Christian Debt and Finance Resources, Advice

Too much home for your health?

  • Larry Burkett Co-CEO of Crown Financial Ministries
  • Published Dec 17, 1999
Too much home for your health?
Caution: Buying a house at the upper limit of your financial capability can be hazardous to your economic health.

Normally, the maximum that should be spent for housing is about 33 to 38 percent of your net spendable income (NSI) -- that's after giving and taxes. Housing expenses include mortgage, property taxes and insurance, utilities, and maintenance.

Staying at the lower end of the range will result in a far more workable budget for most families. In fact the lower the better. Extreme financial problems can develop when a family purchases a house at the upper limits of their financial capability.
  • John and Mary, with an annual NSI (Net Spendable Income) of $32,000, decide to designate 36 percent, or $11,520, for Housing. That's $960 a month.
  • They find a 15-year-old house they really like and are convinced it fits their budget. The monthly mortgage payment is $805, and the escrow account for property taxes and insurance is $148-a total of $953. John and Mary feel comfortable, knowing they are right at 36 percent of their NSI.
  • However, shortly after they move in, a heavy rain reveals several leaks in the ceilings of three rooms and the basement. When the weather clears, they discover that a new roof, downspouts, and underground drainage system are required. The repair costs force John and Mary to borrow money, and they choose to take a second mortgage on the house.
  • The $210 monthly payment on the second mortgage increases the housing portion of their budget from 36 percent to 44 percent of their NSI. All at once, what was to have been John and Mary's dream home has become the nightmare house of financial bondage.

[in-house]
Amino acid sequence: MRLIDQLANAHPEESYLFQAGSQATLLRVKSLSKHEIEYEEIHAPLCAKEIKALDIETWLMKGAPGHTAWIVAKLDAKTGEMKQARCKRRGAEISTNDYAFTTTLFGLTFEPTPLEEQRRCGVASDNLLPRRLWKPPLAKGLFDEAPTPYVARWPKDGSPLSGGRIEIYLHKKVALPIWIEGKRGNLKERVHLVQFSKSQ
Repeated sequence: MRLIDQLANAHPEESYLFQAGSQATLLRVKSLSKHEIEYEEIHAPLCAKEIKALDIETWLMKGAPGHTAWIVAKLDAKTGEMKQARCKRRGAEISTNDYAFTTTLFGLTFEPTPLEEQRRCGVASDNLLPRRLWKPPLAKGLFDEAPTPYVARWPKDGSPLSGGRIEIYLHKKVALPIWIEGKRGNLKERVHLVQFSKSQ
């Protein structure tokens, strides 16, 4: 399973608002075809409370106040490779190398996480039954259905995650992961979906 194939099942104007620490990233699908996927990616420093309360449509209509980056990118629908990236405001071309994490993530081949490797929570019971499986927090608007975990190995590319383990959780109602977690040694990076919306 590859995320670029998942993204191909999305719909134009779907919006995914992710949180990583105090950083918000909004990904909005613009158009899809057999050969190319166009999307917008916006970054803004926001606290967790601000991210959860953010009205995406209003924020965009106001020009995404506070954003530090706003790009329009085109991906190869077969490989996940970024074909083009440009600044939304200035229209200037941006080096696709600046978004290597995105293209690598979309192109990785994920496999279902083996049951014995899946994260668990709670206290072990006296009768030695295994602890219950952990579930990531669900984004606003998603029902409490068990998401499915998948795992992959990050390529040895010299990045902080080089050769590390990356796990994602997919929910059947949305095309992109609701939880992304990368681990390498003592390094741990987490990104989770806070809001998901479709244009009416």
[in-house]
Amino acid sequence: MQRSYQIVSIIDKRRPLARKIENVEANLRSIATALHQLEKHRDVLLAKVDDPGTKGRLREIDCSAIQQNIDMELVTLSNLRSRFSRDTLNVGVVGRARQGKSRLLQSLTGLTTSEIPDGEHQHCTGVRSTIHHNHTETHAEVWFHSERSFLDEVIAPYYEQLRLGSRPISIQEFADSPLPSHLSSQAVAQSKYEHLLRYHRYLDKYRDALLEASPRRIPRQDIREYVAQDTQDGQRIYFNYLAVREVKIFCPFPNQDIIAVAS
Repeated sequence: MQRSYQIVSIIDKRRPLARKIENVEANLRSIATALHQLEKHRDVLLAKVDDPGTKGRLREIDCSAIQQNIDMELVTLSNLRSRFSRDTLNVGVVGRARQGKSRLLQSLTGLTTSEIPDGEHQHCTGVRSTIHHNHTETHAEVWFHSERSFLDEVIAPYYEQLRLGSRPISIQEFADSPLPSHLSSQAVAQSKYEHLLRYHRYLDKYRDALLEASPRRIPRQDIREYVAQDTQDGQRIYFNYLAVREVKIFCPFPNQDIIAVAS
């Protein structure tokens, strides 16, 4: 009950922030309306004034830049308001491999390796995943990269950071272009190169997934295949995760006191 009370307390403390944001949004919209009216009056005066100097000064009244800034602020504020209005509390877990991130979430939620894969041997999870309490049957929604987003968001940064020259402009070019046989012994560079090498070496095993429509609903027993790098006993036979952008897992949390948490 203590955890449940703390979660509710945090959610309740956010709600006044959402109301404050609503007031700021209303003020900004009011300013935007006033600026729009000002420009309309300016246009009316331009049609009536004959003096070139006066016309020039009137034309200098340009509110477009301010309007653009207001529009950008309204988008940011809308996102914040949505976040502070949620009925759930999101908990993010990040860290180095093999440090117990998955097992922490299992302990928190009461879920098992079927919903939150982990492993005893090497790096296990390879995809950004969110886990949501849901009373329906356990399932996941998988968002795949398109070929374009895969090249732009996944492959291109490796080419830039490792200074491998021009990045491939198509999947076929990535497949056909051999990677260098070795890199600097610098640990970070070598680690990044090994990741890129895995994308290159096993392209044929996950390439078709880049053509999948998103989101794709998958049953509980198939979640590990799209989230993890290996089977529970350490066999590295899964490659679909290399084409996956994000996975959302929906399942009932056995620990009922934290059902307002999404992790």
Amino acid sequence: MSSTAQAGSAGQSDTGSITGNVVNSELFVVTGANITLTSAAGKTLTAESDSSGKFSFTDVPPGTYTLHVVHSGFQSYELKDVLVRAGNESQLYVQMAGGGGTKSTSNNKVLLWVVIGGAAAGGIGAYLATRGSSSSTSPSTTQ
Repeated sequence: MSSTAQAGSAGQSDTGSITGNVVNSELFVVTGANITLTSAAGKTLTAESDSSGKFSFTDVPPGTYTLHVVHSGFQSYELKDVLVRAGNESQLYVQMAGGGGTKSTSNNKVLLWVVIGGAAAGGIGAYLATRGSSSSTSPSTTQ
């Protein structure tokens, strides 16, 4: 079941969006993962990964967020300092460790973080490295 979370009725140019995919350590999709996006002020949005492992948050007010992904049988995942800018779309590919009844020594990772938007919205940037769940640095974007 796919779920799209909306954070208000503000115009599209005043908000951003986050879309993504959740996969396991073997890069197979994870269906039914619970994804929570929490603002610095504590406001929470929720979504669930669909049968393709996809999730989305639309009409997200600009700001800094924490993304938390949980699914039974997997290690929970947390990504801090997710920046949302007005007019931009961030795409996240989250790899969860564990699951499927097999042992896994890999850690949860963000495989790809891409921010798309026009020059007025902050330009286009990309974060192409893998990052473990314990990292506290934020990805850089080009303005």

• What went wrong? The housing portion of a budget must include maintenance and utilities, and John and Mary didn't figure those items into their housing budget when they purchased the house.
Financial problems can quickly arise when families buy homes they can't afford. Even new homes will require maintenance and repairs; and money for taxes, insurance, and utilities must be set aside. The decision on whether to buy new or used, or to rent, should be based on real needs and financial ability, rather than on internal or external pressure or unrealistic fantasy.

If you buy a used house, consider having the house checked by a licensed, bonded inspector. Then you'll know whether extensive repairs or improvements will be needed before you buy or move in.

Of course, if repairs are needed, the best scenario probably would be for the present owner to have all of them completed before the sale; or, the selling price could be adjusted down enough for you to be able to do the repairs later to your satisfaction. If that can't happen, maybe the Lord has a different and better house for you.

As always, the best advice comes from Jesus who said, "Which one of you, when he wants to build a tower, does not first sit down and calculate the cost to see if he has enough to complete it? Otherwise, when he has laid a foundation and is not able to finish it, all who observe him begin to ridicule him" (Luke 14:28-29).

To read more of Larry Burkett's financial expertise, click here to visit the Larry Burkett Store, where you will find such resources as Money Matters Gold budgeting software and the Home Buyers Kit.